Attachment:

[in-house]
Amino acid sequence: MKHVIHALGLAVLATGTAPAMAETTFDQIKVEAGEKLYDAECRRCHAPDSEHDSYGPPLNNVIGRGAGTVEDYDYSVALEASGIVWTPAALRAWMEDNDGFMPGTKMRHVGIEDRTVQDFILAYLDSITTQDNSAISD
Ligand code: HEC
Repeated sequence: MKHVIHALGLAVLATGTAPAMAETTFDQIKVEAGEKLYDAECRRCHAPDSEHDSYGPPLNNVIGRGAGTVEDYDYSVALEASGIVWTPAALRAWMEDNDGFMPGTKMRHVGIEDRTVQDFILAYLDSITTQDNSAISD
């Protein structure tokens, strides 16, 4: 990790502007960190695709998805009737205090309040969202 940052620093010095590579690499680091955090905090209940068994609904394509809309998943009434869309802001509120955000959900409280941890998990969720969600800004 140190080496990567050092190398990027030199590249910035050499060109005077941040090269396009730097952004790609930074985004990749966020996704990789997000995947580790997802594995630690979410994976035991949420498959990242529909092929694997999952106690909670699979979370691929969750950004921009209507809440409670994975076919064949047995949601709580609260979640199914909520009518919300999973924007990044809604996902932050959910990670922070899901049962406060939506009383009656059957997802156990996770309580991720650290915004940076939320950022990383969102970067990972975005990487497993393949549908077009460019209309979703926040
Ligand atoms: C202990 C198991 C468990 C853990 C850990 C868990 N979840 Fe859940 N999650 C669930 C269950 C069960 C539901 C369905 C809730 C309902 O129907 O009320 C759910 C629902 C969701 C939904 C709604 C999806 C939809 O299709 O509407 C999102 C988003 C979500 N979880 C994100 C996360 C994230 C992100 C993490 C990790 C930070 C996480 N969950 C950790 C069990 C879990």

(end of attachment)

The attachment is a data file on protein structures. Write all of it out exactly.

[in-house]
Amino acid sequence: MKHVIHALGLAVLATGTAPAMAETTFDQIKVEAGEKLYDAECRRCHAPDSEHDSYGPPLNNVIGRGAGTVEDYDYSVALEASGIVWTPAALRAWMEDNDGFMPGTKMRHVGIEDRTVQDFILAYLDSITTQDNSAISD
Ligand code: HEC
Repeated sequence: MKHVIHALGLAVLATGTAPAMAETTFDQIKVEAGEKLYDAECRRCHAPDSEHDSYGPPLNNVIGRGAGTVEDYDYSVALEASGIVWTPAALRAWMEDNDGFMPGTKMRHVGIEDRTVQDFILAYLDSITTQDNSAISD
């Protein structure tokens, strides 16, 4: 990790502007960190695709998805009737205090309040969202 940052620093010095590579690499680091955090905090209940068994609904394509809309998943009434869309802001509120955000959900409280941890998990969720969600800004 140190080496990567050092190398990027030199590249910035050499060109005077941040090269396009730097952004790609930074985004990749966020996704990789997000995947580790997802594995630690979410994976035991949420498959990242529909092929694997999952106690909670699979979370691929969750950004921009209507809440409670994975076919064949047995949601709580609260979640199914909520009518919300999973924007990044809604996902932050959910990670922070899901049962406060939506009383009656059957997802156990996770309580991720650290915004940076939320950022990383969102970067990972975005990487497993393949549908077009460019209309979703926040
Ligand atoms: C202990 C198991 C468990 C853990 C850990 C868990 N979840 Fe859940 N999650 C669930 C269950 C069960 C539901 C369905 C809730 C309902 O129907 O009320 C759910 C629902 C969701 C939904 C709604 C999806 C939809 O299709 O509407 C999102 C988003 C979500 N979880 C994100 C996360 C994230 C992100 C993490 C990790 C930070 C996480 N969950 C950790 C069990 C879990």